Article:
Rabbi Gerald Skolnik

It was as if my whole religious world had been challenged, in a good and positive (if earth-shattering) way.

Rabbi Emeritus, Forest Hills Jewish Center
New Jersey
A Jewish Perspective

Where did you first encounter Heschel’s work?

At Camp Ramah in the early 1970s and subsequently throughout my time at The Rabbinical School.

How did Heschel and his thinking inspire your work, religious life, or civic engagement?

As the product of an Orthodox Yeshiva education, I never encountered Heschel in a serious way until being introduced to his thought at Camp Ramah in the Berkshires, and then, of course, at JTS. “Revelation” as an idea to be explored or understood beyond the notion of “Torah MiSinai” was just not a part of my spiritual world. Neither was studying Midrash as a discipline ever considered to be “serious” Torah. Halakhah dominated all that I was taught. The lines between Midrash and written Torah text were completely and intentionally made invisible.

Heschel introduced to me the idea that the Torah itself was not to be understood literally, that the Torah’s recounting of the revelation at Sinai was, if understood literally, a dramatic subversion of the text, and that those chapters of Exodus describing the experience at Sinai were to be understood more as a painting than a “news report.” When I was introduced to that piece of writing by Heschel, it quite literally changed everything about my own understanding of Judaism, my religious life as a whole, and its direction going forward. It was as if my whole religious world had been challenged, in a good and positive (if earth-shattering) way.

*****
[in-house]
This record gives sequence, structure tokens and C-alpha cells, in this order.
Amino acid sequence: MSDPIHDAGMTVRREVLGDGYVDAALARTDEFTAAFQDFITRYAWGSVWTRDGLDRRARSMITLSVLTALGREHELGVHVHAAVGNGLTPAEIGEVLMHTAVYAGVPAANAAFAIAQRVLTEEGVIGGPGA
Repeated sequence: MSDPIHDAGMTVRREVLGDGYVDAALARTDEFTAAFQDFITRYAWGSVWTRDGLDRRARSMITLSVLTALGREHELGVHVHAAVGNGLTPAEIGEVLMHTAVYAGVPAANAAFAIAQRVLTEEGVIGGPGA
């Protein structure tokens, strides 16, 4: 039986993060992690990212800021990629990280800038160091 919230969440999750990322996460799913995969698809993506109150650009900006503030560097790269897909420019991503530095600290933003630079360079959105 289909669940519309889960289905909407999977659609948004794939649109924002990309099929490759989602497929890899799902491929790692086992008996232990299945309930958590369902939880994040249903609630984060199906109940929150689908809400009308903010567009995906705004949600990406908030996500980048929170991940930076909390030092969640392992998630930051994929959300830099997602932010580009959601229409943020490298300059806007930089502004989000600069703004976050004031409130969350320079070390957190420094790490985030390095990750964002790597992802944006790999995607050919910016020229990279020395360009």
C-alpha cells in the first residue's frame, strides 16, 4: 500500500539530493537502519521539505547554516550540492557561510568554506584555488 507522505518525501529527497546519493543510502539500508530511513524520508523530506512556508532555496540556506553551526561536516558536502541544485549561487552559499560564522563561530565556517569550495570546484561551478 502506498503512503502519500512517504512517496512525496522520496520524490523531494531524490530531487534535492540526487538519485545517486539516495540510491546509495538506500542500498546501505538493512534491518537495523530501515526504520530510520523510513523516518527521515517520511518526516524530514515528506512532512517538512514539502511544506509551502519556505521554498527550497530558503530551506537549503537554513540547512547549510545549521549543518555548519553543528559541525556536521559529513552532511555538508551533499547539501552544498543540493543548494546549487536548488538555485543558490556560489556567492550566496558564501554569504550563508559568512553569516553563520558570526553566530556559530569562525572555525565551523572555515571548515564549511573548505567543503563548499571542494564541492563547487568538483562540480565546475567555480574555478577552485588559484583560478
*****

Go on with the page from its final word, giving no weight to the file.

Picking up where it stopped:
What of Heschel lives in you?

The more I studied Heschel’s thought, the more I came to realize and appreciate that doubt is as irreducible a component of a religious life as faith is. If the intention of Torah is to celebrate the mystery of God and our relationship to God and God’s world, then it must surely be true that that celebration requires religious imagination, and imagination requires the freedom to think both within and outside of accepted norms and structures.

At this point in my life, after a pulpit career of 42 years and preaching to and teaching so many Jews, I cannot imagine how I could possibly have led a Jewish life with sustaining meaning if his words and thoughts were not a part of my everyday practice.

From God in Search of Man, Chapter 19 on “The Mystery of Revelation”:

We must not try to read chapters in the Bible dealing with the event at Sinai as if they were texts in systematic theology. Its intention is to celebrate the mystery, to introduce us to it rather than to penetrate it or explain it. As a report about revelation, the Bible itself is midrash.

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